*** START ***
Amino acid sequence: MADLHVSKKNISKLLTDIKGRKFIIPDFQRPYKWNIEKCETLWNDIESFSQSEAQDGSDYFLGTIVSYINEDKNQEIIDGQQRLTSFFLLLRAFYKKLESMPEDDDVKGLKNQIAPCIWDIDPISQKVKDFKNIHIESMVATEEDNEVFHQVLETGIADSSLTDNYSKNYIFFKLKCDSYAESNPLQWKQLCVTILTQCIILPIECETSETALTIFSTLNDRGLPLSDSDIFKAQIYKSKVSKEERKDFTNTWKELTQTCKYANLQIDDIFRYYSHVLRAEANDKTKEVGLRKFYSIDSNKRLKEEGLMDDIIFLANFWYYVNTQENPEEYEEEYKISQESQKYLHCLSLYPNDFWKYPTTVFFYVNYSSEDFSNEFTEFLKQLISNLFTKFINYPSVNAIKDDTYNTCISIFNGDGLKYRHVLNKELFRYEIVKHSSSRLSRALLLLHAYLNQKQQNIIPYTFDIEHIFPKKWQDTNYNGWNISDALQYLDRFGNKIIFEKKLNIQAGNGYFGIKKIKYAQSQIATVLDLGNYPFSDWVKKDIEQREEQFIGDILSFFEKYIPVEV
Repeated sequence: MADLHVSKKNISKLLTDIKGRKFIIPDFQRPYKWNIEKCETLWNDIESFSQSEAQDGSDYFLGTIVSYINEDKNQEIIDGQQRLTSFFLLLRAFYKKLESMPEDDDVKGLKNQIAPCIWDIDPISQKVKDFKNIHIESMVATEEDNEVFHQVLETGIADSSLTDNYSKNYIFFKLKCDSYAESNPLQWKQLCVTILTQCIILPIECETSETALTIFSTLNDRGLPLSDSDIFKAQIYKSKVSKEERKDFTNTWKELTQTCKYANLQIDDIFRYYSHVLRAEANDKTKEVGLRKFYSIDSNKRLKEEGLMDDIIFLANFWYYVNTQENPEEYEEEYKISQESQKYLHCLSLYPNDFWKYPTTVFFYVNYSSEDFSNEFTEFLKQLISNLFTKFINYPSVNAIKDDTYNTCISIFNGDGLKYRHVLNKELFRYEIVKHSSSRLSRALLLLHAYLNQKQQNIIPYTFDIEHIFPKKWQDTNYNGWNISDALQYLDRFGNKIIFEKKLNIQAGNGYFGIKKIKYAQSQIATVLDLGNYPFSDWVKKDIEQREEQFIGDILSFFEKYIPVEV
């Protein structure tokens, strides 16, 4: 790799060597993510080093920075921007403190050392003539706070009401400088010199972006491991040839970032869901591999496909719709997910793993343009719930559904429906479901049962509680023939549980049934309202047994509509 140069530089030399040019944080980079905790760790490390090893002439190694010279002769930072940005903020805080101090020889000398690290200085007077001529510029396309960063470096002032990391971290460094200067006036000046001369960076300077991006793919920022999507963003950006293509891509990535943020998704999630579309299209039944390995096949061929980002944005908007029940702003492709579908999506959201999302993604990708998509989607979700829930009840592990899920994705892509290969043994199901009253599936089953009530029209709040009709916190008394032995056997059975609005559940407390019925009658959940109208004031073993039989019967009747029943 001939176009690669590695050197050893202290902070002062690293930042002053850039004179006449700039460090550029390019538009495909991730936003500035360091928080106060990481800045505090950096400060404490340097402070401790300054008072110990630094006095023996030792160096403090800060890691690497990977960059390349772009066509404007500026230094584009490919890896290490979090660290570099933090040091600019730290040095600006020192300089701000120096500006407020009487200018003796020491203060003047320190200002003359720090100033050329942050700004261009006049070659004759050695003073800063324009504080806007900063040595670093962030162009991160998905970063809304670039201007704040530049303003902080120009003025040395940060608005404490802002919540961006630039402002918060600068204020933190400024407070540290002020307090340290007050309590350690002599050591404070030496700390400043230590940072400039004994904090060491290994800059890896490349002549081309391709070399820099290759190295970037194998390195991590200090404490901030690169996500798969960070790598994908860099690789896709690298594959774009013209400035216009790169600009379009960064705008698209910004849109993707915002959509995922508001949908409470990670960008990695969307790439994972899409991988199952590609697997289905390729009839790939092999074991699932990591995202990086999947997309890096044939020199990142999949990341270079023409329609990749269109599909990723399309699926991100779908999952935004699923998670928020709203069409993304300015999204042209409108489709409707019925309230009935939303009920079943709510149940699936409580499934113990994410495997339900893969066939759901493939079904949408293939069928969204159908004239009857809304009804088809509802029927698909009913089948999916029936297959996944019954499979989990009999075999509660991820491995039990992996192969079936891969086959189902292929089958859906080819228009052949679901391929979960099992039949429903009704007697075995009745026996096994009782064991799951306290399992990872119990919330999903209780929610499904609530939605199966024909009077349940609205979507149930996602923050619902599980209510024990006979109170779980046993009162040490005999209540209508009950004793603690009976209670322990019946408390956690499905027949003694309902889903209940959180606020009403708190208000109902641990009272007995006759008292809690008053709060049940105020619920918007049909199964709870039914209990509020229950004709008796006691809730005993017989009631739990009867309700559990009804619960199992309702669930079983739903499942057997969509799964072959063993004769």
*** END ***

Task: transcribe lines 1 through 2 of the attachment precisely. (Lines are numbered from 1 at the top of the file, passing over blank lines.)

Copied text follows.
Amino acid sequence: MADLHVSKKNISKLLTDIKGRKFIIPDFQRPYKWNIEKCETLWNDIESFSQSEAQDGSDYFLGTIVSYINEDKNQEIIDGQQRLTSFFLLLRAFYKKLESMPEDDDVKGLKNQIAPCIWDIDPISQKVKDFKNIHIESMVATEEDNEVFHQVLETGIADSSLTDNYSKNYIFFKLKCDSYAESNPLQWKQLCVTILTQCIILPIECETSETALTIFSTLNDRGLPLSDSDIFKAQIYKSKVSKEERKDFTNTWKELTQTCKYANLQIDDIFRYYSHVLRAEANDKTKEVGLRKFYSIDSNKRLKEEGLMDDIIFLANFWYYVNTQENPEEYEEEYKISQESQKYLHCLSLYPNDFWKYPTTVFFYVNYSSEDFSNEFTEFLKQLISNLFTKFINYPSVNAIKDDTYNTCISIFNGDGLKYRHVLNKELFRYEIVKHSSSRLSRALLLLHAYLNQKQQNIIPYTFDIEHIFPKKWQDTNYNGWNISDALQYLDRFGNKIIFEKKLNIQAGNGYFGIKKIKYAQSQIATVLDLGNYPFSDWVKKDIEQREEQFIGDILSFFEKYIPVEV
Repeated sequence: MADLHVSKKNISKLLTDIKGRKFIIPDFQRPYKWNIEKCETLWNDIESFSQSEAQDGSDYFLGTIVSYINEDKNQEIIDGQQRLTSFFLLLRAFYKKLESMPEDDDVKGLKNQIAPCIWDIDPISQKVKDFKNIHIESMVATEEDNEVFHQVLETGIADSSLTDNYSKNYIFFKLKCDSYAESNPLQWKQLCVTILTQCIILPIECETSETALTIFSTLNDRGLPLSDSDIFKAQIYKSKVSKEERKDFTNTWKELTQTCKYANLQIDDIFRYYSHVLRAEANDKTKEVGLRKFYSIDSNKRLKEEGLMDDIIFLANFWYYVNTQENPEEYEEEYKISQESQKYLHCLSLYPNDFWKYPTTVFFYVNYSSEDFSNEFTEFLKQLISNLFTKFINYPSVNAIKDDTYNTCISIFNGDGLKYRHVLNKELFRYEIVKHSSSRLSRALLLLHAYLNQKQQNIIPYTFDIEHIFPKKWQDTNYNGWNISDALQYLDRFGNKIIFEKKLNIQAGNGYFGIKKIKYAQSQIATVLDLGNYPFSDWVKKDIEQREEQFIGDILSFFEKYIPVEV